The PCA's Unity Fund & MDiv Programs at Reformed Seminaries

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Puritan Board Sophomore
Evening Friends,

At some point in the past I must have subscribed to byFaith, the PCA's online magazine, and on occasion I'll read what's going on in that denomination. The featured article this week is titled "From former prisoners to Ivy League grads, PCA’s Unity Fund casts a wide net", which piqued my interest so I gave it a read.

If unfamiliar with the PCA's Unity Fund here is some additional info from the website:

The 43rd General Assembly considered a personal resolution on racial reconciliation. Presbyteries responded to this appeal “to prayerfully consider any and all sins of racial prejudice” by submitting overtures on racial reconciliation that called us to individual and corporate repentance.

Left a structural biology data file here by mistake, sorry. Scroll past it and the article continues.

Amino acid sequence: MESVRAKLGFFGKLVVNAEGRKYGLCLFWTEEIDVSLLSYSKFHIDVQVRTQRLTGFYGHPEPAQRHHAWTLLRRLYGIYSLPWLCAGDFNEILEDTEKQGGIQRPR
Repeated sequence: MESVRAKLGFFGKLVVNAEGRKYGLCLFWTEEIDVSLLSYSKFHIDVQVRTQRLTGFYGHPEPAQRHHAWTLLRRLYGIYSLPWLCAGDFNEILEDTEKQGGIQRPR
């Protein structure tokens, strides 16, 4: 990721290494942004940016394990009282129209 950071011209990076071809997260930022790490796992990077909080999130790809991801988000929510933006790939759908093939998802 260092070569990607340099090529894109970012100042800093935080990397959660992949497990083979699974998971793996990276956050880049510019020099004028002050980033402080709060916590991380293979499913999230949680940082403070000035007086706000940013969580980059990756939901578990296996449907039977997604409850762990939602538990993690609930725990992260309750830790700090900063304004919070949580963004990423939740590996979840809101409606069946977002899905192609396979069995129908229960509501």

Repentance is an essential first step of racial reconciliation, but not the only one. So, the 44th General Assembly created The PCA Unity Fund. One of the objectives of The PCA Unity Fund is to provide seminary tuition subsidies to ethnic minority men called to gospel ministry in the PCA; and to ethnic minority men and women who are pursuing other ministry roles in a PCA church.

As I read the article I was a bit surprised by the profile of one of the scholarship recipients who is a woman serving as a youth ministry intern at her PCA church who was awarded money from the PCA Unity Fund to pursue a MDiv at Reformed Theological Seminary in Washington, D.C.